More companies willing to pay after being hit by ransomware, help for hunting online child predators and arrests made for business email fraud.

Welcome to Cyber Security Today. It’s Wednesday June 13th. To hear the podcast, click on the arrow below:

 

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Paying off a criminal in the hopes of getting rid of ransomware on your computer isn’t an easy decision to make. But a survey from Radware says more executives are willing to do it than before. For the first time in the security company’s annual global survey, a majority of executives – 53 per cent – said they had paid a hacker’s ransom following a cyber-attack. That may be because criminals are increasingly turning to ransomware to make a quick buck. Sixty-nine per cent of executives said that their company faced a ransom attack in the past year, compared with only 14 per cent in 2016.

There’s an implication in the number who have paid that their organization just wasn’t ready after being hit with ransomware and felt they had to pay up. Having secure independent data backups is the best way organizations, and individuals can protect themselves against ransomware. Just ask the city of Atlanta, which as I’ve reported is still trying to recover after a ransomware attack it wasn’t prepared for.

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Magnet Forensics, a Waterloo, Ontario based maker of the Axiom digital investigation software for police departments, says its suite will soon be integrated with the online data activity collected on alleged child predators by the U.S.-based Child Rescue Coalition. Once a search warrant for a computer, smart phone or cloud service is executed, an investigator can use Axiom to import coalition files and process the seized devices. Axiom can corroborate downloading activity, digital identifiers, and chat activity included in coalition’s file, alongside the evidence from a suspect’s devices. The integration will be ready in the fall.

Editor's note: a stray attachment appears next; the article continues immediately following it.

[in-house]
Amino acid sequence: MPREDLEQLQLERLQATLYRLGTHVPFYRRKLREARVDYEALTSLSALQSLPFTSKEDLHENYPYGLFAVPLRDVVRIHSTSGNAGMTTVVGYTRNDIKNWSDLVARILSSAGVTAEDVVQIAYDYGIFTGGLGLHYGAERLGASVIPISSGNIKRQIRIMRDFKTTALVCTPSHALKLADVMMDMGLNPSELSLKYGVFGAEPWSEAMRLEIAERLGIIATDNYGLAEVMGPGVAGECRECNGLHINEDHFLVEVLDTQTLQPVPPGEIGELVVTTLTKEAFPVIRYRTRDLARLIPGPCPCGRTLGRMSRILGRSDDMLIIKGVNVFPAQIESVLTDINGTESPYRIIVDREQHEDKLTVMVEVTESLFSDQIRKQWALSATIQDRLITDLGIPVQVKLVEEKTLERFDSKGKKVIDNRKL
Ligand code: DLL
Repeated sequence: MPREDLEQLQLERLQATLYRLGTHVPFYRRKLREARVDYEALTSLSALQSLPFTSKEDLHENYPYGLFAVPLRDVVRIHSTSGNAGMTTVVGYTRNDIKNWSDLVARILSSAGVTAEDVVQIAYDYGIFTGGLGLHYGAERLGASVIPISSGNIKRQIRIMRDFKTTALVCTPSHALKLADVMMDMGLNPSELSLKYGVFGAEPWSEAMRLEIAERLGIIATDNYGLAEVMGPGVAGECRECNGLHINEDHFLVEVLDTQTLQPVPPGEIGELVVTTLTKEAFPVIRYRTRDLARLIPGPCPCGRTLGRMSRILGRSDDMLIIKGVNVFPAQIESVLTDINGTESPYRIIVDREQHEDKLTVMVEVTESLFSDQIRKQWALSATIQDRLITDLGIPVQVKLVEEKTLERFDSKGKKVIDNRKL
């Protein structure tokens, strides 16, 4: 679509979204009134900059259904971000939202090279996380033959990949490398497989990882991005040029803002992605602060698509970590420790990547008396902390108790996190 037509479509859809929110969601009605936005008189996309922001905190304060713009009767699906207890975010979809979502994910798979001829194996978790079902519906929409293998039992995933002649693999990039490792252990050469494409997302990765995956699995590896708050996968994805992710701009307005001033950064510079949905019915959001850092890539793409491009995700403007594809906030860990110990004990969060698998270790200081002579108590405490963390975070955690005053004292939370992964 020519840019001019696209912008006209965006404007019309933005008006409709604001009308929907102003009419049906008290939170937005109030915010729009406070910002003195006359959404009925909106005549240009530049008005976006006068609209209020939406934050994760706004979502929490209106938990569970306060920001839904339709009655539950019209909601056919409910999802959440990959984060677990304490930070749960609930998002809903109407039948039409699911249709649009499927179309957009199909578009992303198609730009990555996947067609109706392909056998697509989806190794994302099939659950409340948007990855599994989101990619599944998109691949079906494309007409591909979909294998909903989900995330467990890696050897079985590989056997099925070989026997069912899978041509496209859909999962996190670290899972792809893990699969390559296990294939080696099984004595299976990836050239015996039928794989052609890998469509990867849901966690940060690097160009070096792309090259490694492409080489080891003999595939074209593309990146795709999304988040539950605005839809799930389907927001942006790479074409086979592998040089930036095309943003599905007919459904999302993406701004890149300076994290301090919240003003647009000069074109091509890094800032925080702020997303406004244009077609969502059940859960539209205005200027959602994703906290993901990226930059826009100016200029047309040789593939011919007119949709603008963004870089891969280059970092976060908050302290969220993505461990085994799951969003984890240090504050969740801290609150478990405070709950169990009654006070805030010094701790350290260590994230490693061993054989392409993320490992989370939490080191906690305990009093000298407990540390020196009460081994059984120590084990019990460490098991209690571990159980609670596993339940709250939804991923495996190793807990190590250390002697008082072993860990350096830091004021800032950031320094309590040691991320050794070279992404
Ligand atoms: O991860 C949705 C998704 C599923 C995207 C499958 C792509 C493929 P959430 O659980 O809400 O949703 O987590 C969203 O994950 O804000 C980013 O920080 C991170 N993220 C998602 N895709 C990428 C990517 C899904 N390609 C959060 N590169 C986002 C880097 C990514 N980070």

Finally, police are making some progress in fighting business email fraud. That’s when a criminal convinces an organization through email to send money to a bank account under the pretext of a legitimate business. On Monday the U.S. Justice Department announced that an unnamed Canadian was among 74 people charged with committing a series of scams in the U.S. Among them, 23 people were charged in Florida with laundering at least $10 million from proceeds of business email scams. Victims ranged from individuals to a law firm.

Some of these scams involve genuine-looking email. Experts remind company executives to impose tight rules on those in finance departments who can distribute money. That includes being required to use digital certificates to validate the legitimacy of emails they receive. Remember, one of the signs of a fraud is a message that puts a fast deadline on transferring money.

That’s it for Cyber Security Today. Subscribe on Apple Podcasts, Google Play, or add us to your Alexa Flash Briefing. Thanks for listening. I’m Howard Solomon.



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